Margaret Spellings, the nation's new secretary of education, sent an ominous letter to PBS president and CEO Pat Mitchell last week that should wake up anyone still dreaming of the halcyon days of liberal public television programming. Spellings informed the network that an as-yet-unaired episode of a kids' show featuring a lesbian couple should not have received aid from the Ready-to-Learn federal television fund because "many parents would not want their young children exposed to the lifestyles portrayed." The network then chose not to distribute the episode to its nearly 350 member stations (though WGBH-TV, the Boston station which created the series, will make it available). Spellings even suggested that PBS refund the money it received to produce the episode, and scolded, "You can be assured that in the future the department will be more clear as to its expectations for any future programming that it funds."
Postcards From Buster regularly details the digicam adventures of an inquisitive animated bunny and his encounters with people and places of differing backgrounds. The episode in question highlights a trip to Vermont, a state well-known for its groundbreaking same-sex civil unions, where Buster learns about farm life and enjoys a family meal with a young girl who has two mommies. According to CNN.com, Lea Sloan, vice president of PBS media relations, says the decision to pull the episode "was based on the fact that we recognize this is a sensitive issue." PBS Programming Senior Vice President John Wilson, quoted in USA Today, insists that the network had already planned to pull the episode because Buster's side trip to the dyke dinner was distracting from "what we had hoped would be a wonderful story about sugaring in Vermont."
While Buster, also a regular on the network's sensitive-aardvark series, Arthur, was unavailable for comment about either the sugaring or the Sapphic supper, several other beloved children's personalities spoke out about the shockwaves that Spellings' action was sending through the homo entertainment community.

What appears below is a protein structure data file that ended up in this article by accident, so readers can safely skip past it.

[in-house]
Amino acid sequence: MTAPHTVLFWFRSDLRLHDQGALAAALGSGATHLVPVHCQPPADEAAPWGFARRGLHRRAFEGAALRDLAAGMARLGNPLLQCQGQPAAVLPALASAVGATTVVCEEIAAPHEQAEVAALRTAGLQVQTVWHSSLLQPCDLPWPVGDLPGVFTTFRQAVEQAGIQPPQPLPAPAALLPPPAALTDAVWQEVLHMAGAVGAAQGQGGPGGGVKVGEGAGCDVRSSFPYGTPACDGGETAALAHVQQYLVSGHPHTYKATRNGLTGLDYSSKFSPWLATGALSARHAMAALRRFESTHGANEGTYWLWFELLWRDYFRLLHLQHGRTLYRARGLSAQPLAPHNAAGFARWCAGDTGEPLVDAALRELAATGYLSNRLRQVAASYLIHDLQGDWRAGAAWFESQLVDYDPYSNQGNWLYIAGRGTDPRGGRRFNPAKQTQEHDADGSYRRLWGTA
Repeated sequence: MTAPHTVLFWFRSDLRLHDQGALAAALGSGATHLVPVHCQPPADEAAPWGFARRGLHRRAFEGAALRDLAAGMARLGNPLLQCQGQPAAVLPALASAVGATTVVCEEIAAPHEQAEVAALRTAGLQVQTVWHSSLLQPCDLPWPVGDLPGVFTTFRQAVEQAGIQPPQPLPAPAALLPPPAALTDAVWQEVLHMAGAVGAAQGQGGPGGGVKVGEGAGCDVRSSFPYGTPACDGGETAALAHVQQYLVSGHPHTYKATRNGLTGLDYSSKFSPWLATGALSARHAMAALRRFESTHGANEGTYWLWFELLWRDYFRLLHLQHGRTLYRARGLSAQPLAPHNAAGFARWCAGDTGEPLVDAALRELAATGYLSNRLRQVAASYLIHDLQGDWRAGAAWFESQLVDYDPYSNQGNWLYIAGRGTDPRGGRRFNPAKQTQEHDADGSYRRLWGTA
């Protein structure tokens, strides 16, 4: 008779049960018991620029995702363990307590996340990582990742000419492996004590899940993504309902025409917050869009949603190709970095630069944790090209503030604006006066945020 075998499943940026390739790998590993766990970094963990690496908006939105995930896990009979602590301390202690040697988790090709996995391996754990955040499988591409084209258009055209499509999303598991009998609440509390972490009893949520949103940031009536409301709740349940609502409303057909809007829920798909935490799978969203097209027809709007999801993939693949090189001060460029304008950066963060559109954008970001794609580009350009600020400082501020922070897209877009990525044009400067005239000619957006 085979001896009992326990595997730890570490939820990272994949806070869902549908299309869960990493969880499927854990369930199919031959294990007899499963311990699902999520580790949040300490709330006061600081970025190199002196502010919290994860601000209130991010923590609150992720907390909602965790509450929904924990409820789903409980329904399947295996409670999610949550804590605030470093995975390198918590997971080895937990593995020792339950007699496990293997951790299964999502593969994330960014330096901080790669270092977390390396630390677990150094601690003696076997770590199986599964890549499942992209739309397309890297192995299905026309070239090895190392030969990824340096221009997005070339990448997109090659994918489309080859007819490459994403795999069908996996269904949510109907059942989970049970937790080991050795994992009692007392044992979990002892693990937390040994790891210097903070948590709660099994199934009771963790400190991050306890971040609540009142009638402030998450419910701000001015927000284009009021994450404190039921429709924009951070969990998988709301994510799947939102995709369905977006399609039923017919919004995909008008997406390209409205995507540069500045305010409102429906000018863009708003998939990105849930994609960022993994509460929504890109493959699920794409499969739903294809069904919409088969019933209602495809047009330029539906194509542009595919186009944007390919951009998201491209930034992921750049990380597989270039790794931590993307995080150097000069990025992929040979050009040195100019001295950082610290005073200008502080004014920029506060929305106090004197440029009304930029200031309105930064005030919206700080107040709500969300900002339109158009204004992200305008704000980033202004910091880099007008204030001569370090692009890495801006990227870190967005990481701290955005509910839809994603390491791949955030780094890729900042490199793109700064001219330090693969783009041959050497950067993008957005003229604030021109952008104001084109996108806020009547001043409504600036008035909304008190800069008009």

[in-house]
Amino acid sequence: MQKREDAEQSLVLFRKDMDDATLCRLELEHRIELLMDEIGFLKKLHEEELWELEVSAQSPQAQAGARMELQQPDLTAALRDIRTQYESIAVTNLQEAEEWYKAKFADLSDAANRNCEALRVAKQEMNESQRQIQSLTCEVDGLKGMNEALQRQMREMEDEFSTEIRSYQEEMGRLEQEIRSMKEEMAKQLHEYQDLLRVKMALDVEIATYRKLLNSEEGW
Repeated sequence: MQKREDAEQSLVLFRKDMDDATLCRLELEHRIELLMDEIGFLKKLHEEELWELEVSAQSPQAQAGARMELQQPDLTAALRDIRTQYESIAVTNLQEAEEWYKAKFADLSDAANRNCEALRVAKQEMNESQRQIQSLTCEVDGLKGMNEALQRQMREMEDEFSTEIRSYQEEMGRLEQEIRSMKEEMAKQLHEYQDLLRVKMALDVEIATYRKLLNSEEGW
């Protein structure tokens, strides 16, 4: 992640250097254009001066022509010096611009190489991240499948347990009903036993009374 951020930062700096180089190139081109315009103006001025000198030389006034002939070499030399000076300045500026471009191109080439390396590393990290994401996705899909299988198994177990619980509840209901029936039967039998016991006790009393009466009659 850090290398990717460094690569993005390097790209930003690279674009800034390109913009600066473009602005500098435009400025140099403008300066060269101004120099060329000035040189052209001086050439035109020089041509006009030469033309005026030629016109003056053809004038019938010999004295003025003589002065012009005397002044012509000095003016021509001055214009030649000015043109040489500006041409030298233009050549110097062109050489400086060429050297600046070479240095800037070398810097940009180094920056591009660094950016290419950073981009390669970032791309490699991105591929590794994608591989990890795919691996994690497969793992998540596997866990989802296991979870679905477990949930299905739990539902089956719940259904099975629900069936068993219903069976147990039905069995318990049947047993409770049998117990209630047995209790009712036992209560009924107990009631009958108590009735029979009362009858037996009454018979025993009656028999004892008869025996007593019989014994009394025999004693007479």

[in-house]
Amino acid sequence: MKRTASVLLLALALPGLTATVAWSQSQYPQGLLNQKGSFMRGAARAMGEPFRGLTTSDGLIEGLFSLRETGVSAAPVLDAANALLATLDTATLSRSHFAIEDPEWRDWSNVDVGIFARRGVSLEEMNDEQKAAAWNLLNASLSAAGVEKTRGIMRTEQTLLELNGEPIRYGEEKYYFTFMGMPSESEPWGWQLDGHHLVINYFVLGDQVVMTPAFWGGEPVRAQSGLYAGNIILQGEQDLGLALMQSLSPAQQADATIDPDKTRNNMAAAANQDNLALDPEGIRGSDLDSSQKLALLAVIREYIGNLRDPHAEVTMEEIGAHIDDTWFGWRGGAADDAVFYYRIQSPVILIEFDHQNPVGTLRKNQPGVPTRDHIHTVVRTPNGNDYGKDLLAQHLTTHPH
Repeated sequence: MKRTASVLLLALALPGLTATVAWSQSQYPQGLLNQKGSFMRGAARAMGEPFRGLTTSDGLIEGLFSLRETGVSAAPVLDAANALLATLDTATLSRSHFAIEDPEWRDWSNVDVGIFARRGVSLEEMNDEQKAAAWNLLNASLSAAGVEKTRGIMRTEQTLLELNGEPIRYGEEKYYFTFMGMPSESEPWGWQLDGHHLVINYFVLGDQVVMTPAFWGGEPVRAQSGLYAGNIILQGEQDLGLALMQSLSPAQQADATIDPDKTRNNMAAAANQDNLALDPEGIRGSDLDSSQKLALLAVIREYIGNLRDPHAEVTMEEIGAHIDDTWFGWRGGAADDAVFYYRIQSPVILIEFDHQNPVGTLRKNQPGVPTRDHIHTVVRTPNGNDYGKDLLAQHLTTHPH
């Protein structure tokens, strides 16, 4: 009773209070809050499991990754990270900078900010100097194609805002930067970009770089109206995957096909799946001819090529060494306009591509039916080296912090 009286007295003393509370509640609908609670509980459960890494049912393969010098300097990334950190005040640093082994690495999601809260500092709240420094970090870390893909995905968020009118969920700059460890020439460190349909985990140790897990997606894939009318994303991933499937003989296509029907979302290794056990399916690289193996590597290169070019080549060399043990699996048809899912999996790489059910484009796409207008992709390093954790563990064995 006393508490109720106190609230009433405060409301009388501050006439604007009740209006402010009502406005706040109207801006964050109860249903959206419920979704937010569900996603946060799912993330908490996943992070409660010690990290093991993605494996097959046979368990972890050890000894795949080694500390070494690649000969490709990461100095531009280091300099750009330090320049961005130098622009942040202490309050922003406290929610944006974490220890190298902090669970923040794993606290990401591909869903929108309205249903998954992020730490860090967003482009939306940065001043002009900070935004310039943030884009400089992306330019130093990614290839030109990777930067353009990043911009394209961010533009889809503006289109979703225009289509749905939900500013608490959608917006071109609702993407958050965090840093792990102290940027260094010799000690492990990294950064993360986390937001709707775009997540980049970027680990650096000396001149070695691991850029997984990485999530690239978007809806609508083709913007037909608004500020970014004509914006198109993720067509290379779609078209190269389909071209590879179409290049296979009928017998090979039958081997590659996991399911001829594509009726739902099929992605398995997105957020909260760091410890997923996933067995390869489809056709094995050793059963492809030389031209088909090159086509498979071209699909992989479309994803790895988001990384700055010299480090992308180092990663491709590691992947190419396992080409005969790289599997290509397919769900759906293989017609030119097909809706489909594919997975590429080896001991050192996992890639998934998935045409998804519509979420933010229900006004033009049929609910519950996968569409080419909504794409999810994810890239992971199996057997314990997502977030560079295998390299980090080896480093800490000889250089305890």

"Well, it's sad, believe me, missy, when you're born to be a sissy, without the vim and verve," muses the Cowardly Lion, friend of Dorothy, contemplating the toll the assault on media visibility has on the confidence of gay children or children of gay parents. "But I could show my prowess, be a lion not a mow-ess, if I only had the nerve."
Others, particularly those affiliated with PBS's slew of other educational offerings, have darker fears.
"Tinky Winky is sure that Tinky Winky is next," shudders Tinky Winky, the purple Teletubby whose triangle-shaped headgear and ever-present handbag previously made him a notorious target of homophobic children's television watchdogs like the Rev. Jerry Falwell. "Tinky Winky think Spellings is Bush-kissing bigot."
"I gotta tell ya, if Big Bird could lay eggs, he would've dropped a major one when he heard the news," admits Ernie, fondling his rubber ducky from the safety of his Sesame Street bathtub. "I haven't seen him this upset since no one would believe him about Snuffleupagus."
The effeminate yellow fowl is evidently convinced that the TV industry, already plagued by the sanctimonious hyperbole surrounding Janet Jackson's Super Bowl nipple, is in for a new McCarthyism.
"He's been loping around the neighborhood muttering 'fundamentalist witchhunt,'" Ernie notes, adding impishly, "Heeeeheeeeheeeeheeeeheeee."
Bert, Ernie's companion of the past 36 years, remains tight-lipped and tense.